US & Canada

US successfully tests Thaad anti-missile system in Pacific

This handout photo taken on November 1, 2015 and received by the US Department of Defense/Missile Defense Agency shows a terminal High Altitude Area Defense (THAAD) interceptor being launched from a THAAD battery. Image copyright AFP/Getty Images
Image caption The US says the Thaad system successfully shot down a target during a test run

The US military has said its controversial Thaad missile defence system successfully shot down a target during a test over the Pacific Ocean.

Thaad, or Terminal High Altitude Area Defense, halted a simulated, ballistic intermediate-range missile like the ones being developed by North Korea.

The test was planned months ago, but comes amid rising tension with North Korea over its weapons programme.

Pyongyang claimed it has tested a series of missiles in recent weeks.

On 4 July, Pyongyang said it had carried out its first successful test of an inter-continental ballistic missile (ICBM). It said the Hwasong-14 could hit "any part of the world", but the US military described it as an intermediate-range missile.

North Korea has repeatedly defied a UN resolution banning all nuclear and missile activity, and has ramped up the pace of its tests in recent months.

"The successful demonstration of Thaad against an IRBM-range missile threat bolsters the country's defensive capability against developing missile threats in North Korea and other countries," the US Missile Defense Agency said in a statement on Tuesday.

The ground-based system, designed to intercept short, medium and intermediate ballistic missiles, has hit its target all 14 intercept attempts since testing began more than a decade ago, but the latest test was the first ever success against an IRBM, according to US officials.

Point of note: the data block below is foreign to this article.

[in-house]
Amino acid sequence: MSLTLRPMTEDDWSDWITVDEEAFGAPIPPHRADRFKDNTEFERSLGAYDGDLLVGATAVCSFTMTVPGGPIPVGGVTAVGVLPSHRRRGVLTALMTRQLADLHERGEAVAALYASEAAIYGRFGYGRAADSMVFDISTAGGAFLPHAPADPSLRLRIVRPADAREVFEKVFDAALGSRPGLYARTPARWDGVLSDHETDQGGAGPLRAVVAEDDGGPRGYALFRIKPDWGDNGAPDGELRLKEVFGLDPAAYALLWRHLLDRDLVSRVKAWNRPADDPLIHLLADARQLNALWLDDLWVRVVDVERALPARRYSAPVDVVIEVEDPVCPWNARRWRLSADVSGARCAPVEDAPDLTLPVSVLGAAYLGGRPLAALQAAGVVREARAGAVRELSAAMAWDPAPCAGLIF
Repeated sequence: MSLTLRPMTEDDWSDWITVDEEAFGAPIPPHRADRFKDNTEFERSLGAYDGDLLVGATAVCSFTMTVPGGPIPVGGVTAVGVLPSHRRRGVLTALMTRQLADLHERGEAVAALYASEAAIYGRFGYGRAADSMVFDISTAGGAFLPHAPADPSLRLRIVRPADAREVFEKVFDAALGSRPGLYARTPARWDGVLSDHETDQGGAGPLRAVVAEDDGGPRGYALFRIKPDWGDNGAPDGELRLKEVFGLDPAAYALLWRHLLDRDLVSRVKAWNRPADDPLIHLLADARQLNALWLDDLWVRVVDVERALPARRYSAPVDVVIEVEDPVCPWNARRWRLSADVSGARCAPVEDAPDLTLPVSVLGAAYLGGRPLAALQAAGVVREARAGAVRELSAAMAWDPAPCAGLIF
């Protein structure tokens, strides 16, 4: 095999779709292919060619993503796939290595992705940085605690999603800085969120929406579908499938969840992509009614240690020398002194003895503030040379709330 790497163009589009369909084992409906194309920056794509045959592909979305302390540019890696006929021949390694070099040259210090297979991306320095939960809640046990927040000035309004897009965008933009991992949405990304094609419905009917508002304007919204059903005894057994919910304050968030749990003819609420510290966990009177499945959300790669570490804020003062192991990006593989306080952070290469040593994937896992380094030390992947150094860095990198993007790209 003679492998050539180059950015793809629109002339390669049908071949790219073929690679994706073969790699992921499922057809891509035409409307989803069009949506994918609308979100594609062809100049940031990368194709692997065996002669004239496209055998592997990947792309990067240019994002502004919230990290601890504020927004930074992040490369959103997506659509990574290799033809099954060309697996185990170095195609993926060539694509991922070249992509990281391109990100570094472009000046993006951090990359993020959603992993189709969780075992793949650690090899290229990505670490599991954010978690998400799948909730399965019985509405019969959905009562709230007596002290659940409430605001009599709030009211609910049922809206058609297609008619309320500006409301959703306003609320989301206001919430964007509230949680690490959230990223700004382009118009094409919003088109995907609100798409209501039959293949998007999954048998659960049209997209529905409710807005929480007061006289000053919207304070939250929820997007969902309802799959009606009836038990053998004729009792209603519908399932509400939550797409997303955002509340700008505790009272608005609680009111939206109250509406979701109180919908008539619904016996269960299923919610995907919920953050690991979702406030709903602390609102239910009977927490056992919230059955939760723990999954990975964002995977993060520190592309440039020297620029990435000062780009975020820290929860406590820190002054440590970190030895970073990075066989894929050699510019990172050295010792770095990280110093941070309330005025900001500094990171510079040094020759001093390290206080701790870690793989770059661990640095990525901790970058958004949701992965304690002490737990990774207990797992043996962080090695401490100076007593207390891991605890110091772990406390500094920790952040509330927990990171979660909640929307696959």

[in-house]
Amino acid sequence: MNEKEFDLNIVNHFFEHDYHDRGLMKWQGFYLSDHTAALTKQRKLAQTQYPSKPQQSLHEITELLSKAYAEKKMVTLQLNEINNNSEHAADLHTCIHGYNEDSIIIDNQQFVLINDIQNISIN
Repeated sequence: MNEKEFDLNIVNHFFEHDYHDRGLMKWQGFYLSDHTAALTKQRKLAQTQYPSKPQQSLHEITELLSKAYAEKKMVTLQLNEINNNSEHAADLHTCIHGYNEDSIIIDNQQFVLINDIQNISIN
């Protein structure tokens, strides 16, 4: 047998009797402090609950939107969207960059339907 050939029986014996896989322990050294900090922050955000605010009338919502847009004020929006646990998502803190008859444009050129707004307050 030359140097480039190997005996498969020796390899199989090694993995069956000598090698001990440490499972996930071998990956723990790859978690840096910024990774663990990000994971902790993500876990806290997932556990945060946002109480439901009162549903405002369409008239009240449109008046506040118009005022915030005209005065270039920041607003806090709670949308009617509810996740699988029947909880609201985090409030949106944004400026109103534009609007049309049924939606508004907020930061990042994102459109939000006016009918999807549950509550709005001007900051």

In Tuesday's test in Kodiak, Alaska, Thaad shot down a ballistic missile target launched from a C-17 aircraft flying north of Hawaii, according to the agency.

The US has installed Thaad in Guam and at a former golf course in South Korea, amid angry protests.

South Koreans in central county of Seongju, where the system is located, believe it is a potential target for attacks and endangers the lives of those living nearby.

China also strongly opposes the system, believing it interferes with the security of its own military operations.

Earlier this month, both Beijing and Moscow urged the US to end its deployment of Thaad in South Korea.

When the announcement of the Thaad deployment was made last year, North Korea promised a "physical response", with state media expressing the "unwavering will of our army to deal a ruthless retaliatory strike".

The US Missile Defense Agency told lawmakers in June it plans to deploy more than 50 Thaad systems to the US Army between October 2017 and September 2018.

What is the Terminal High Altitude Area Defense System (Thaad)?

  • Shoots down short and medium-range ballistic missiles in the terminal phase of their flight
  • Uses hit-to-kill technology - where kinetic energy destroys the incoming warhead
  • Has a range of 200km and can reach an altitude of 150km
  • US has previously deployed it in Guam and Hawaii as a measure against potential attacks from North Korea

What impact will S Korea's expanded missile defence system have?

1. The enemy launches a missile

2. The Thaad radar system detects the launch, which is relayed to command and control

3. Thaad command and control instructs the launch of an interceptor missile

4. The interceptor missile is fired at the enemy projectile

5. The enemy projectile is destroyed in the terminal phase of flight

The launcher trucks can hold up to eight interceptor missiles.